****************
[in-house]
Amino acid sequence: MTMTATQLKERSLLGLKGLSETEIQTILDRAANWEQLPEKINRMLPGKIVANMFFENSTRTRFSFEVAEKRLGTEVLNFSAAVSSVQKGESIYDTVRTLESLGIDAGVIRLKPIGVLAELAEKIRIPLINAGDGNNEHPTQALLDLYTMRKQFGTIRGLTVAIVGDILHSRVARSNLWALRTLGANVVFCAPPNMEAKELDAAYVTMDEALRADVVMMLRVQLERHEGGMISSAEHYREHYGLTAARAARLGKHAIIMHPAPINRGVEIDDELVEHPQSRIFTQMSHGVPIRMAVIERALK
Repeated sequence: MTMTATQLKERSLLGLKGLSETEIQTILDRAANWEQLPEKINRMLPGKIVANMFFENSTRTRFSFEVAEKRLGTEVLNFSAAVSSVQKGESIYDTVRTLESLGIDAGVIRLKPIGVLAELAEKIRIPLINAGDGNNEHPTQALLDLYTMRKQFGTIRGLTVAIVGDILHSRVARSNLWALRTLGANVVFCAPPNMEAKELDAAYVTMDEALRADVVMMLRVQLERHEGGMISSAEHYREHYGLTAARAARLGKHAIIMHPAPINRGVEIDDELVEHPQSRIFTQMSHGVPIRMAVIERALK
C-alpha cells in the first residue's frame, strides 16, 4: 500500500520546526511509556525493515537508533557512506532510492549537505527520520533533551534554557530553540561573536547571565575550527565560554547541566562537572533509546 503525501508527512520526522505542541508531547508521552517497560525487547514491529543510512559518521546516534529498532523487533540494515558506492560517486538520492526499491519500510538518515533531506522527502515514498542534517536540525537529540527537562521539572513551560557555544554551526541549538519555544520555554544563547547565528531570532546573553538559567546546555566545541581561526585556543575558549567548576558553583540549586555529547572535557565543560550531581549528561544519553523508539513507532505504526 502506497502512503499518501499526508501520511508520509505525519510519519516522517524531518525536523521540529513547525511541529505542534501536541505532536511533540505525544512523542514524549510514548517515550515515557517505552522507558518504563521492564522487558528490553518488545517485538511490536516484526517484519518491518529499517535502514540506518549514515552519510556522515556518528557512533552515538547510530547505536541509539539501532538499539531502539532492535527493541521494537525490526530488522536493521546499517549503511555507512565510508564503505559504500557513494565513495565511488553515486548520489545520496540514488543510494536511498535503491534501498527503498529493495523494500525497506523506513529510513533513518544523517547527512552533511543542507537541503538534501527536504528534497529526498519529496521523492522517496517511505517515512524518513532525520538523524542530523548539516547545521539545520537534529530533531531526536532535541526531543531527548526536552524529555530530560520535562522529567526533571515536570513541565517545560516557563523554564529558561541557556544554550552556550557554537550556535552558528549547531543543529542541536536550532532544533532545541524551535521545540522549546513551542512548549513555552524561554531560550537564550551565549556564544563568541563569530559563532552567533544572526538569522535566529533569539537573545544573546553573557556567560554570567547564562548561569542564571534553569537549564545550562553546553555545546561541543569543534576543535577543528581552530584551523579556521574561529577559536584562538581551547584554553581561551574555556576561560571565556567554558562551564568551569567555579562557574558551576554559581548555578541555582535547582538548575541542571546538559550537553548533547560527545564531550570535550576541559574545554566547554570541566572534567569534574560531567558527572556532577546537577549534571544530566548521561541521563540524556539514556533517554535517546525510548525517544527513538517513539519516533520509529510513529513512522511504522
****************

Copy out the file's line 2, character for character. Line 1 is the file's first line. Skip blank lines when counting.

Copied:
Amino acid sequence: MTMTATQLKERSLLGLKGLSETEIQTILDRAANWEQLPEKINRMLPGKIVANMFFENSTRTRFSFEVAEKRLGTEVLNFSAAVSSVQKGESIYDTVRTLESLGIDAGVIRLKPIGVLAELAEKIRIPLINAGDGNNEHPTQALLDLYTMRKQFGTIRGLTVAIVGDILHSRVARSNLWALRTLGANVVFCAPPNMEAKELDAAYVTMDEALRADVVMMLRVQLERHEGGMISSAEHYREHYGLTAARAARLGKHAIIMHPAPINRGVEIDDELVEHPQSRIFTQMSHGVPIRMAVIERALK